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Pakistan to remain under FATF's 'Grey List', inability to curb terror funding cited as reason

The decision was taken at the body's third plenary session, which was held virtually due to the coronavirus pandemic.

Published: 25th June 2020 12:54 AM  |   Last Updated: 25th June 2020 01:23 AM   |  A+A-

Pakistan PM Imran Khan

Pakistan PM Imran Khan (Photo | AP)

By Online Desk

Global terror financing watchdog FATF decided to keep Pakistan under its 'Grey List' on Wednesday.

The reason cited for this was Pakistan's apparent inability to check terror funding to groups like Lashkar-e-Taiba (LeT) and Jaish-e-Mohammed (JeM).

The decision was taken at the body's third plenary session, which was held virtually due to the coronavirus pandemic.

"The FATF plenary decided continuation of Pakistan in 'Grey List' till its next meeting to be held in October," an official privy to the development told PTI.

The announcement also comes hours after a US report stated that Pakistan was a 'safe haven' for terrorists.

As per the report, Pakistan took "modest steps" in 2019 to counter terror financing and restrain India-focused militant groups from conducting large-scale attacks following the Pulwama attack in February, but it remained a "safe harbor" for regionally focused terrorist group.

In its Congressional-mandated annual report 2019 Country Reports on Terrorism, the State Department said Pakistan took action against some externally focused groups, including indicting Lashkar e-Taiba (LeT) founder Hafiz Saeed and associates in three separate terrorism financing cases.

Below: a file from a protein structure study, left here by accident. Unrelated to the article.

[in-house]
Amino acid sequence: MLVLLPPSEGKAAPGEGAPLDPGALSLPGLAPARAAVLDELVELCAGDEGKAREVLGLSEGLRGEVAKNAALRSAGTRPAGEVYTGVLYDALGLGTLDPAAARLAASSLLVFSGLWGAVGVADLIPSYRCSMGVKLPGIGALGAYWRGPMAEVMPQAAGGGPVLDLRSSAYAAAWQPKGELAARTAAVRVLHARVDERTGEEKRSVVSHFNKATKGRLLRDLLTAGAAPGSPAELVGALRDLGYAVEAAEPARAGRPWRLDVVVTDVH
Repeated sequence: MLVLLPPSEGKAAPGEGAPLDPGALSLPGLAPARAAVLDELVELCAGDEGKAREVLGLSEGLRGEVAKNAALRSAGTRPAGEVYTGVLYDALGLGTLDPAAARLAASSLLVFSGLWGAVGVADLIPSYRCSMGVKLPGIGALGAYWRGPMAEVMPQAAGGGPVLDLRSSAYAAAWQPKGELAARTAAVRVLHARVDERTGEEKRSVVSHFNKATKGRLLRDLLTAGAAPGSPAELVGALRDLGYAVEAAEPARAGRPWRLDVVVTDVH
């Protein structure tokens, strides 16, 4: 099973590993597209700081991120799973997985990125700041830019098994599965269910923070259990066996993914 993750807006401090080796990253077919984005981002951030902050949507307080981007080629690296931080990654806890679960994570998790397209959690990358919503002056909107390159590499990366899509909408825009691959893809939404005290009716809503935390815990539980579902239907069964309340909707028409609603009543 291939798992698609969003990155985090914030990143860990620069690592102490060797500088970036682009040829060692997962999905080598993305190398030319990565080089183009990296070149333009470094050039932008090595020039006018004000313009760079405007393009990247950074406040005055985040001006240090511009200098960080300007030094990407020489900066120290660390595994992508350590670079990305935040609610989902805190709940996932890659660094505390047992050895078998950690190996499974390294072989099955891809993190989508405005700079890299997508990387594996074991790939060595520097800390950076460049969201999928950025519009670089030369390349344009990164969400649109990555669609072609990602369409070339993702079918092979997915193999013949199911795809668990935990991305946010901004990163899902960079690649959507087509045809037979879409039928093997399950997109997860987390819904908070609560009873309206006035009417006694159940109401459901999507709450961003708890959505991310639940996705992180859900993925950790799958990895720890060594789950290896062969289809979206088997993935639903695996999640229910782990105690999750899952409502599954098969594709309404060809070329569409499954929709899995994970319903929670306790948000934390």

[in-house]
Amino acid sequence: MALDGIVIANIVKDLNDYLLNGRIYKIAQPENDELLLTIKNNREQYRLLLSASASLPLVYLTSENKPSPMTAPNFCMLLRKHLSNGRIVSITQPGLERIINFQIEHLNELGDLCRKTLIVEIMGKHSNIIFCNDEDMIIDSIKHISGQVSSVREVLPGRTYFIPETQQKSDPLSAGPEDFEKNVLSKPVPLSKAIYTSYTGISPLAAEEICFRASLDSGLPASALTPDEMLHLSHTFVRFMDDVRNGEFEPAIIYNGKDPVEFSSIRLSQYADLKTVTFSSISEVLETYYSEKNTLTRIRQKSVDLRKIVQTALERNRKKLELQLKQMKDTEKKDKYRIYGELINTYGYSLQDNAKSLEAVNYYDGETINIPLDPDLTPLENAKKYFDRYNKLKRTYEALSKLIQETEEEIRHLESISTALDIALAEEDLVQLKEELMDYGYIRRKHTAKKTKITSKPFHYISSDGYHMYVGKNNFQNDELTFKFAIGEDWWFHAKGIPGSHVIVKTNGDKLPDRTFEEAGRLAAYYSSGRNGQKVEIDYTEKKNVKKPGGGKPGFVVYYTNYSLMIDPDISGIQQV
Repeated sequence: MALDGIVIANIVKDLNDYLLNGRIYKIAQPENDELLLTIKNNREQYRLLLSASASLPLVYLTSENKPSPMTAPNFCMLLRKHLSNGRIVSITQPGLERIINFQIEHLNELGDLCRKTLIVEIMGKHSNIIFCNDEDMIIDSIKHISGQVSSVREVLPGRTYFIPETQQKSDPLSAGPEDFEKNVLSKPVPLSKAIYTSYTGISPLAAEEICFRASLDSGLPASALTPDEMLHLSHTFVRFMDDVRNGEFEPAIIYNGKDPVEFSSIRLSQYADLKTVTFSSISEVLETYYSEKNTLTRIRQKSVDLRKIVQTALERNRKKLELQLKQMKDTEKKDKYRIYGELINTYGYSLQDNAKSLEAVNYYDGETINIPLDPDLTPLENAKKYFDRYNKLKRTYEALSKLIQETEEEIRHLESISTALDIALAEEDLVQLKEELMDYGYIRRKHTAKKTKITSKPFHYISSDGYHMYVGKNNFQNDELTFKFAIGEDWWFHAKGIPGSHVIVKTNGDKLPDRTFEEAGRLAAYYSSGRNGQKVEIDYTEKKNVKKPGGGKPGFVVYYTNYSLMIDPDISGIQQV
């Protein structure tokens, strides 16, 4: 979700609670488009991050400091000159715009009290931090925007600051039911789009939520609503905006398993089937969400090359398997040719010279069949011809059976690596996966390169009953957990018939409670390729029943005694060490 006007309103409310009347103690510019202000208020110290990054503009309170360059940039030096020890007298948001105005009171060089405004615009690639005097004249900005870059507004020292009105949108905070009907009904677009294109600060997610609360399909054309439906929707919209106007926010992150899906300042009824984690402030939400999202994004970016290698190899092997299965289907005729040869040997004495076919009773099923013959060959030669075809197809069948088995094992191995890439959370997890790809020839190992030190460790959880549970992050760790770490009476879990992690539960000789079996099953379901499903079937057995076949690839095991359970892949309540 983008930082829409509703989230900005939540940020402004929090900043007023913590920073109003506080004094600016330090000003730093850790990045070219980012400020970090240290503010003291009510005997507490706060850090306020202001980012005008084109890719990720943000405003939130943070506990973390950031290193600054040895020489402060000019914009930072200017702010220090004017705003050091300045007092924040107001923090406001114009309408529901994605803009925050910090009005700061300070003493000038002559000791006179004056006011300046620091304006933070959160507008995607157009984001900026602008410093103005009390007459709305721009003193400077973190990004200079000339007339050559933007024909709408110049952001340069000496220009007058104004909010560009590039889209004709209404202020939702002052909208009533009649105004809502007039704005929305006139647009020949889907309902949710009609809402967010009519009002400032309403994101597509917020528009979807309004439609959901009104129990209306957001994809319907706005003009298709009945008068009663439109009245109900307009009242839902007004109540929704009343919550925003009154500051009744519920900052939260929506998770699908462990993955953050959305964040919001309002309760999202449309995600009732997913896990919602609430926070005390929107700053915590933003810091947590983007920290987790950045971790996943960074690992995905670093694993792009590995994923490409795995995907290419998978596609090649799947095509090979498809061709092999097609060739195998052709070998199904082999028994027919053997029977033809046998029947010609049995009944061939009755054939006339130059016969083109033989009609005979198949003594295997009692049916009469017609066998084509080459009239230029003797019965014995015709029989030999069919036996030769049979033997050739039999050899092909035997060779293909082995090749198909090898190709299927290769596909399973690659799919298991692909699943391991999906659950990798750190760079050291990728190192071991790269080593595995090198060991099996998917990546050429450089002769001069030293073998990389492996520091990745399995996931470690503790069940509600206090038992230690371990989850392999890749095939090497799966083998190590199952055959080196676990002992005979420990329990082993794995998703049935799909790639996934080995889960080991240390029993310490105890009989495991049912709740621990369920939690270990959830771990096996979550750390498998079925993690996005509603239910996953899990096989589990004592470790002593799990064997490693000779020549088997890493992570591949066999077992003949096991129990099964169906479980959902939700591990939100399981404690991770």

It allowed groups targeting Afghanistan, including the Afghan Taliban and affiliated Haqqani Network (HQN), as well as groups targeting India, including the LeT and its affiliated front organisations, and Jaish-e-Mohammed (JeM), to operate from its territory, the report said.

"It did not take action against other known terrorists such as JeM founder and UN-designated terrorist Masood Azhar and 2008 Mumbai attack 'project manager' Sajid Mir, both of whom are believed to remain free in Pakistan," alleged the State Department.

Although al-Qaeda in Afghanistan and Pakistan has been seriously degraded, key figures among the outfit's global leadership, as well as its regional affiliate al-Qaeda in the Indian Subcontinent (AQIS), continued to operate from remote locations in the region that historically served as safe havens, it said.

Pakistan is one of the countries that figures in the terrorist safe havens list.

A strong Indian delegation with experts on money laundering and terror financing participated in the half-day FATF plenary.

With Pakistan's continuation in the 'Grey List', it will be difficult for the country to get financial aid from the IMF, World Bank, ADB and the European Union, thus further enhancing problems for the nation which is in a precarious financial situation.

If Pakistan fails to comply with the FATF directive by October, there is every possibility that the global body may put the country in the 'Black List' along with North Korea and Iran.

India has been maintaining that Pakistan extends regular support to terror groups like LeT, JeM and Hizbul Mujahideen, whose prime target is India, and has urged FATF to take action against Islamabad.

Pakistan was placed on the 'Grey List' by the FATF in June 2018 and continues to be in the list since then as it has failed to comply with the tasks given by the FATF to stop terror financing.

The FATF is an inter-governmental body established in 1989 to combat money laundering, terrorist financing and other related threats to the integrity of the international financial system.

The FATF currently has 39 members including two regional organisations -- the European Commission and Gulf Cooperation Council.

India is a member of the FATF consultations and its Asia Pacific Group.

(With PTI inputs)

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